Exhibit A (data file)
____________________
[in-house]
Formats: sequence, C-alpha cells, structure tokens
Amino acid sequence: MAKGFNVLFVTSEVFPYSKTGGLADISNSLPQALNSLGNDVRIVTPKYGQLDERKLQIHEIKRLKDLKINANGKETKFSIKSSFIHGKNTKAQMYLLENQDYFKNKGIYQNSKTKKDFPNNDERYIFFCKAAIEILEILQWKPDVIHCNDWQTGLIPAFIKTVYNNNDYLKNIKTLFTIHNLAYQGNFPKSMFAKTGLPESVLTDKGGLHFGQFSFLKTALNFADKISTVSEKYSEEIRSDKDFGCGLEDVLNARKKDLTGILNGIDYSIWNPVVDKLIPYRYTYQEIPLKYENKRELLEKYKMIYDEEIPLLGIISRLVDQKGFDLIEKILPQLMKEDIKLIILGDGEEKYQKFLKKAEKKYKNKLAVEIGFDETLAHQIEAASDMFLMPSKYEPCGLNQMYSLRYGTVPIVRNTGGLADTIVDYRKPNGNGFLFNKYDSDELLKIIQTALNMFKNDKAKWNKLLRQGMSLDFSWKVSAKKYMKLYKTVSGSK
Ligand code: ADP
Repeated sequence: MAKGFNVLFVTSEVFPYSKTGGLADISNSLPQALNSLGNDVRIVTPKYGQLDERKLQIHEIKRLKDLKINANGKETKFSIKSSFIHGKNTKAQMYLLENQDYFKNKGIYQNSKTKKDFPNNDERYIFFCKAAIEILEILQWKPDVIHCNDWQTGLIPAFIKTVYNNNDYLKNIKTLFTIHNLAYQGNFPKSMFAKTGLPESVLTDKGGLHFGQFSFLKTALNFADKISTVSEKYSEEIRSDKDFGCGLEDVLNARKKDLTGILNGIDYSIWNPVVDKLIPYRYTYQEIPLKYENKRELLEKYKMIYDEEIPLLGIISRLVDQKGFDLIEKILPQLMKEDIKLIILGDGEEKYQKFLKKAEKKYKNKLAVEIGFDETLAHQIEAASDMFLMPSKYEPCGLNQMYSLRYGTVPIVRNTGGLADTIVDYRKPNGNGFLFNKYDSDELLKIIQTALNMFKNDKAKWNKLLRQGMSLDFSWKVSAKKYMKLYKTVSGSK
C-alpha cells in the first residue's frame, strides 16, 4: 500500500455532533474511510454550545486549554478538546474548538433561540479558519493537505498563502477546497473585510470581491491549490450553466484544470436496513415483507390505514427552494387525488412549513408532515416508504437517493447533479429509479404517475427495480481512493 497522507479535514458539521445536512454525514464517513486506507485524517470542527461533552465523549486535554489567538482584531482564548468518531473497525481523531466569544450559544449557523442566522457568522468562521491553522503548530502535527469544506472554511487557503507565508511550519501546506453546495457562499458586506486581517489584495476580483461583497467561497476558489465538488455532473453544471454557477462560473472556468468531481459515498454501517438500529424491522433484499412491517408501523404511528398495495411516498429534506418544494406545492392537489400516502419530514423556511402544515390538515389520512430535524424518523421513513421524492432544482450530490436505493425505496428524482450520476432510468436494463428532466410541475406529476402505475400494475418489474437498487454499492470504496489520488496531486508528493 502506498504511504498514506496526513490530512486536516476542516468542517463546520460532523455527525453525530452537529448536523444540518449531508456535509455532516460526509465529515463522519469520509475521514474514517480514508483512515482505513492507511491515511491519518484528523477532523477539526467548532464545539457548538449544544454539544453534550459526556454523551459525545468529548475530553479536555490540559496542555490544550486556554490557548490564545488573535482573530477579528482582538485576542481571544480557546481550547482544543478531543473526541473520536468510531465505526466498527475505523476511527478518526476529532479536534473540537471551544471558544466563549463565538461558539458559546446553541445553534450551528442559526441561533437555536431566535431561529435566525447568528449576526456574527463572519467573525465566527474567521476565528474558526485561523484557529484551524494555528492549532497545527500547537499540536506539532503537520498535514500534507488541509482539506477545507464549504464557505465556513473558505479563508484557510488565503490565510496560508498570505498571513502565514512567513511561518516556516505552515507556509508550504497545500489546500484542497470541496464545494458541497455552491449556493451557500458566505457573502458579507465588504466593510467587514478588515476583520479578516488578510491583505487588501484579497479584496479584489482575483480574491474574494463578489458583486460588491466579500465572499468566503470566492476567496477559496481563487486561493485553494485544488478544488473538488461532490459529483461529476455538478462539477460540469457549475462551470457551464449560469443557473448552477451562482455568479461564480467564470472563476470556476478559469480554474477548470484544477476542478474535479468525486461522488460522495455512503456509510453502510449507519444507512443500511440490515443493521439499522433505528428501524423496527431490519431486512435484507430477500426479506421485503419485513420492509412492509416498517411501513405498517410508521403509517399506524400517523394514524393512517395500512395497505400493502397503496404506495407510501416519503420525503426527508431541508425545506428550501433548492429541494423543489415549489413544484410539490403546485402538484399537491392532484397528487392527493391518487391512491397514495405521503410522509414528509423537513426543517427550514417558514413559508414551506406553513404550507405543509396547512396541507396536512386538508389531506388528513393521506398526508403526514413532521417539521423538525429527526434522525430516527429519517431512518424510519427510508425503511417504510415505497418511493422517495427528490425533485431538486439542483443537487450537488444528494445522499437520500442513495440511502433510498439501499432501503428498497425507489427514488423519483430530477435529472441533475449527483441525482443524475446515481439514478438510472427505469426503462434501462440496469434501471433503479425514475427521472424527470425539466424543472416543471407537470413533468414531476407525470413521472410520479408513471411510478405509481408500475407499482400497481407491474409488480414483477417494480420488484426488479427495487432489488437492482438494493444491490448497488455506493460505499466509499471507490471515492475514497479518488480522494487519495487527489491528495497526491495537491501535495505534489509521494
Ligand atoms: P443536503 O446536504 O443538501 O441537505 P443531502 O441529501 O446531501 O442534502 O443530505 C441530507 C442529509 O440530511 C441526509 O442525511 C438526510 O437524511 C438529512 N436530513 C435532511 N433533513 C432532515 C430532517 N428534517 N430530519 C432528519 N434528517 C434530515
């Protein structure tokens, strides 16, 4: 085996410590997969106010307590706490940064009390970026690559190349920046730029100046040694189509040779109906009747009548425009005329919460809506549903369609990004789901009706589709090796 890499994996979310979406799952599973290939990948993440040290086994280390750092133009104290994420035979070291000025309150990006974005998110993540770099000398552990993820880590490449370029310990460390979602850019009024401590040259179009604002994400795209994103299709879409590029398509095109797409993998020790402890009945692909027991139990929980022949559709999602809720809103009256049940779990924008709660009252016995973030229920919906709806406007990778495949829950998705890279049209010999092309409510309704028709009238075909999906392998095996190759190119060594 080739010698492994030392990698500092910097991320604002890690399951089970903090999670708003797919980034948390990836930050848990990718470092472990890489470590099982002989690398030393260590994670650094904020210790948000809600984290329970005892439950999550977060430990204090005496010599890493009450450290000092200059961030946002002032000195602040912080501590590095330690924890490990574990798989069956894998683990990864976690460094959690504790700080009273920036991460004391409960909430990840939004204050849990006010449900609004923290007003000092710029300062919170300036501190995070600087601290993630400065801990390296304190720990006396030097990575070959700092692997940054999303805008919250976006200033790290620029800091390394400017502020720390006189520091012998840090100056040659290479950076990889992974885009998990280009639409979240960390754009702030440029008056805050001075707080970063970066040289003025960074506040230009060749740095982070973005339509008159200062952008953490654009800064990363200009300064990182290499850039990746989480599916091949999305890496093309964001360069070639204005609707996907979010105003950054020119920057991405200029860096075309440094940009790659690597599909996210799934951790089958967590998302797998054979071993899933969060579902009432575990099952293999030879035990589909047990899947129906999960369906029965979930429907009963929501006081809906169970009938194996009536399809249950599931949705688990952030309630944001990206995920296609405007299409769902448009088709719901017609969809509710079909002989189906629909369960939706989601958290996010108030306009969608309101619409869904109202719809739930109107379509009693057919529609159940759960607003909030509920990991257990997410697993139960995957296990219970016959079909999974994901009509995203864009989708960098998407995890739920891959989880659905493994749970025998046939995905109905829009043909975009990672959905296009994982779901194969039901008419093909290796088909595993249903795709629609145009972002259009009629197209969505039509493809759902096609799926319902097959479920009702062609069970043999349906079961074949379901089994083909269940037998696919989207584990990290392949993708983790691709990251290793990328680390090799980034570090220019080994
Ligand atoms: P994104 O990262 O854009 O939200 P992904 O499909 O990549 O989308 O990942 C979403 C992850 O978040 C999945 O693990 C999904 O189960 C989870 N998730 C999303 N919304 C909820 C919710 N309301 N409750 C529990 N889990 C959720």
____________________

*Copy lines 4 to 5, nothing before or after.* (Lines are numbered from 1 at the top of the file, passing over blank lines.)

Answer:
Ligand code: ADP
Repeated sequence: MAKGFNVLFVTSEVFPYSKTGGLADISNSLPQALNSLGNDVRIVTPKYGQLDERKLQIHEIKRLKDLKINANGKETKFSIKSSFIHGKNTKAQMYLLENQDYFKNKGIYQNSKTKKDFPNNDERYIFFCKAAIEILEILQWKPDVIHCNDWQTGLIPAFIKTVYNNNDYLKNIKTLFTIHNLAYQGNFPKSMFAKTGLPESVLTDKGGLHFGQFSFLKTALNFADKISTVSEKYSEEIRSDKDFGCGLEDVLNARKKDLTGILNGIDYSIWNPVVDKLIPYRYTYQEIPLKYENKRELLEKYKMIYDEEIPLLGIISRLVDQKGFDLIEKILPQLMKEDIKLIILGDGEEKYQKFLKKAEKKYKNKLAVEIGFDETLAHQIEAASDMFLMPSKYEPCGLNQMYSLRYGTVPIVRNTGGLADTIVDYRKPNGNGFLFNKYDSDELLKIIQTALNMFKNDKAKWNKLLRQGMSLDFSWKVSAKKYMKLYKTVSGSK